Since the day in 2017 on Kuta beach in Bali where I saw my first truly plastic polluted beach, I’ve been determined to reduce my plastic footprint. It is not easy. Virtually every product is now wrapped in plastic. Sometimes, the item is wrapped in plastic, secured with plastic zip ties, put into a rigid plastic bubble, then put into a plastic bag at the point of purchase.
I am making progress and a few simple changes have led to a significant reduction in my consumption and subsequent discarding of single use plastic.
I now carry a reusable stainless-steel coffee mug (no more plastic-lined paper cups and plastic lids). We’ve shifted to buying bulk food items using glass jars and fabric bags (instead of the plastic packaging and bags that are given away for free in most food stores). We sourced and switched to paper cotton swabs made from recycled paper products (the paper will eventually biodegrade wherever it ends up) and I have for years refused plastic shopping bags in favour of reusable fabric. We are far from perfect, but I can confidently say that it has made a difference. For the plastic that does come into my household, we have found places to recycle all of it. There is very little plastic waste entering the landfill from my home.
Unfortunately, sometimes it feels like the bad guys are winning, especially when it comes to plastic. The fact is, global numbers concerning the production of single use plastic are up. It has been reported that the oil industry now views plastic as their next growth market, but the fact that they are looking to diversify away from fuel production means that they are on their back foot. They must find other markets and channels for their product in order to maintain sales, profitability and growth.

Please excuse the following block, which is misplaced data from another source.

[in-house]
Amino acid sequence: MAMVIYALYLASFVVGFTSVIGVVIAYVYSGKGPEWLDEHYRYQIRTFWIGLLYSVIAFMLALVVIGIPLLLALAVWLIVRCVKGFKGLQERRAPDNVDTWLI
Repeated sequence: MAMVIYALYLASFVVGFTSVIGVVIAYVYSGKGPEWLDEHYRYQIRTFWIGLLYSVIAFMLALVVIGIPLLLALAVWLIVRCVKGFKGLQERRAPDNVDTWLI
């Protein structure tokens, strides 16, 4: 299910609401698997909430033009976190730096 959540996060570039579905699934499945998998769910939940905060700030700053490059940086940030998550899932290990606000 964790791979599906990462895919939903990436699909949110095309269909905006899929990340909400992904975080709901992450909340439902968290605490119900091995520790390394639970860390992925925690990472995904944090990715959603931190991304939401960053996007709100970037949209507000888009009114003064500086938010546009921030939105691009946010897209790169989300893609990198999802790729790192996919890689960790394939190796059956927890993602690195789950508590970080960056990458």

Therefore it is nice to read the about progress being made in the Caribbean. In 7 Caribbean Countries Are Banning Single-Use Plastic Starting Jan. 1, writer Sophie Hirsh outlines the new program to help these countries to eliminate single use plastic. The Bahamas, Barbados, Belize, the Dominican Republic, Grenada, Jamaica, and Trinidad and Tobago have outlawed the use and sale of single-use plastic and polystyrene (Styrofoam) on January 1, 2020. This a huge win for the environment, the animals and the people who live there. Rich of natural beauty, and ocean life, the area is a favourite area for sailors and other tourists. More recently it has become known for large rafts of plastic debris on the oceans and white sand beaches covered with pollution. In fact, one study found that of the top thirty global plastic polluting countries per capita, ten are from the Caribbean region.
These 7 countries join a list of 60 other countries including my own home country of Canada, that will be enacting a single use plastic ban by 2021. In Canada less than 10 percent of disposable plastics are recycled, and we will throw away $11 billion worth of disposable plastic by 2030 unless things change.
These forward-looking countries and jurisdictions are proof that with consistent pressure from the public, our elected politicians will take notice and start to do the right thing.
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